Some call it boring, others call it classic. No need for orange, blue, or “volt” colors that fade and wear off over time making your clubs look even more dated than they actually are. I even say that with a bag full of Nike Vapors. I’d much rather play Titleist or Mizuno irons, but I wanted (needed) fresh grooves and new tech (at a reasonable price) more than I wanted to keep playing my 735 CM’s which I still think look better. Like you said, it’s all about performance.

  10. Tom1

    Jun 26, 2017 at 10:51 am

    which one did Jordan use to win yesterday?

    • Dat

      Jun 26, 2017 at 11:02 am

      716 AP2. I can see him switching easily to the 718 since they look very similar to the 714s in a certain way. Can’t wait to try them all myself though. Classy looks.

    • Jack Nash

      Jun 26, 2017 at 3:59 pm

      Jordan used the “Horeshoe” model. Specifically made for him.

      • Robert Parsons

        Jun 26, 2017 at 6:32 pm

        What is the horseshoe model? I’m assuming that was the word you tried to type. How is it different from the AP2 off the shelf?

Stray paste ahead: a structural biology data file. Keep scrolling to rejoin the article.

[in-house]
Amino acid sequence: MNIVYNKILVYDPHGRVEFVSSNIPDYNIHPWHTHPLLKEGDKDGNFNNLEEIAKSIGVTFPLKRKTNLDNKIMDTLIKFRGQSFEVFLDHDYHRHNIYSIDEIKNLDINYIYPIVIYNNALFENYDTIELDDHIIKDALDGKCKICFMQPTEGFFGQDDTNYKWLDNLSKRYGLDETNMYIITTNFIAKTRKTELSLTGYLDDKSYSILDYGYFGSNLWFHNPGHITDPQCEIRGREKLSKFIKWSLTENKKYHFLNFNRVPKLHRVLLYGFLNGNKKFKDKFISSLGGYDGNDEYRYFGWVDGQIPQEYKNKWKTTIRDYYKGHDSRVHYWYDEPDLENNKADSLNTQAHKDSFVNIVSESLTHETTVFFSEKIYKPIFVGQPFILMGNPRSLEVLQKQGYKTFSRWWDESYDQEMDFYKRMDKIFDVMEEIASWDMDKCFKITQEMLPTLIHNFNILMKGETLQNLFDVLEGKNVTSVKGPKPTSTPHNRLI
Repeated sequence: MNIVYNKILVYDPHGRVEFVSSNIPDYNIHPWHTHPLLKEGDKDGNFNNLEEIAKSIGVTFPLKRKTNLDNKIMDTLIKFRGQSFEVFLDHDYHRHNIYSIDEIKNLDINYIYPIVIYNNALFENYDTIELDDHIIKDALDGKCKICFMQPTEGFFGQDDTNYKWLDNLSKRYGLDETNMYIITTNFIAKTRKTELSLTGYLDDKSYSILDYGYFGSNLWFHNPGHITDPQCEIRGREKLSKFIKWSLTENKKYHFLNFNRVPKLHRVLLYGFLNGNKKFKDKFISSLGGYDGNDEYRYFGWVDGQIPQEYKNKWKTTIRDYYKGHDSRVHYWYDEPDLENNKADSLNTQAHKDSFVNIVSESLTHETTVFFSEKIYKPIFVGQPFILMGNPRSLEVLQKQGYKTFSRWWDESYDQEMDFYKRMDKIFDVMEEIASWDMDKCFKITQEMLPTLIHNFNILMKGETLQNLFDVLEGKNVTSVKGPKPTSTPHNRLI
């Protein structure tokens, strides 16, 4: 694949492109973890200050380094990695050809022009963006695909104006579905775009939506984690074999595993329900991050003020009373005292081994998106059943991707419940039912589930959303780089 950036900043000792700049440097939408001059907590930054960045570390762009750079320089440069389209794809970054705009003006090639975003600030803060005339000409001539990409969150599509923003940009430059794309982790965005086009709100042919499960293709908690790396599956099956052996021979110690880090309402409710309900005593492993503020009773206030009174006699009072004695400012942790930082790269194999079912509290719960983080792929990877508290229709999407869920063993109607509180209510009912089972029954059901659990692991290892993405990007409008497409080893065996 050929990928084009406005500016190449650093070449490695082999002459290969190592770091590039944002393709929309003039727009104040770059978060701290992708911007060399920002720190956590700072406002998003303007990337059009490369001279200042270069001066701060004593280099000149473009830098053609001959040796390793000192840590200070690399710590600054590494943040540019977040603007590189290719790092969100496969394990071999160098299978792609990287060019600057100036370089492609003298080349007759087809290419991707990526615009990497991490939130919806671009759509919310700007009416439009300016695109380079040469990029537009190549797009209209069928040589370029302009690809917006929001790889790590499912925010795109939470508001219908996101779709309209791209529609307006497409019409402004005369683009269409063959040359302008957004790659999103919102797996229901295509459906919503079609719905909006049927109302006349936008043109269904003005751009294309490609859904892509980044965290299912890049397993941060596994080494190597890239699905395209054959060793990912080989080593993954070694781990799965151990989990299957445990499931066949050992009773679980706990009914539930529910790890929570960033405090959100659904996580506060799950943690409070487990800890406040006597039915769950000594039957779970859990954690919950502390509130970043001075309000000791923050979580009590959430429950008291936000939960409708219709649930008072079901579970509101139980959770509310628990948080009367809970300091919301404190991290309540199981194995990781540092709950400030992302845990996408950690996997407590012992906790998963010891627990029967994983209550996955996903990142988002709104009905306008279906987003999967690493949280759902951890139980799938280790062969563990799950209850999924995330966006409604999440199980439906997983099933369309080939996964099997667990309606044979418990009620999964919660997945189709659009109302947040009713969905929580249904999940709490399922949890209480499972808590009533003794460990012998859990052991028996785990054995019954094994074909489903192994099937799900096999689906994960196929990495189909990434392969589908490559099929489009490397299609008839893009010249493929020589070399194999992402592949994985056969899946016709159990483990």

• Joe

          Jun 27, 2017 at 7:25 am

          Mr Parsons are you trying to steal plans from Titleist for your next PXG irons!?

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Equipment

TaylorMade signs Matthew Wolff to a multi-year deal; Wolff WITB

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TaylorMade Golf has officially announced the signing of Matthew Wolff on a multi-year agreement that will see the 20-year-old play the company’s metal woods, irons, wedges, putter and ultimately, TaylorMade’s flagship golf ball, the TP5x.

Wolff had previously unveiled that he would be making his professional debut at this week’s Travelers Championship, and just as top prospect Collin Morikawa did earlier at this month’s Canadian Open, Wolff will do so as a TaylorMade staffer.

The NCAA All-American and 2019 NCAA Division I individual champion made his debut on the PGA Tour at the Waste Management Phoenix Open earlier this year where he finished T50 after opening his week with a round of five-under par.

Matthew Wolff WITB

Driver: TaylorMade M6 (8 degrees)
Shaft: Graphite Design TP 7TX

Fairway Wood: TaylorMade M6 (15 degrees)
Shaft: Project X HZRDUS Smoke 6.5 TX

Utility Iron: TaylorMade P760 (2)
Shaft: Nippon Modus 130x

Irons: TaylorMade P750 Tour Proto (3-PW)
Shafts: Nippon Modus 130x

Wedges: TaylorMade Milled Grind Raw (52, 56, 62 degrees)
Shaft: True Temper Dynamic Gold X100

Putter: TaylorMade Spider X Copper

 

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Equipment

8 interesting putter photos from Bettinardi’s Summer Social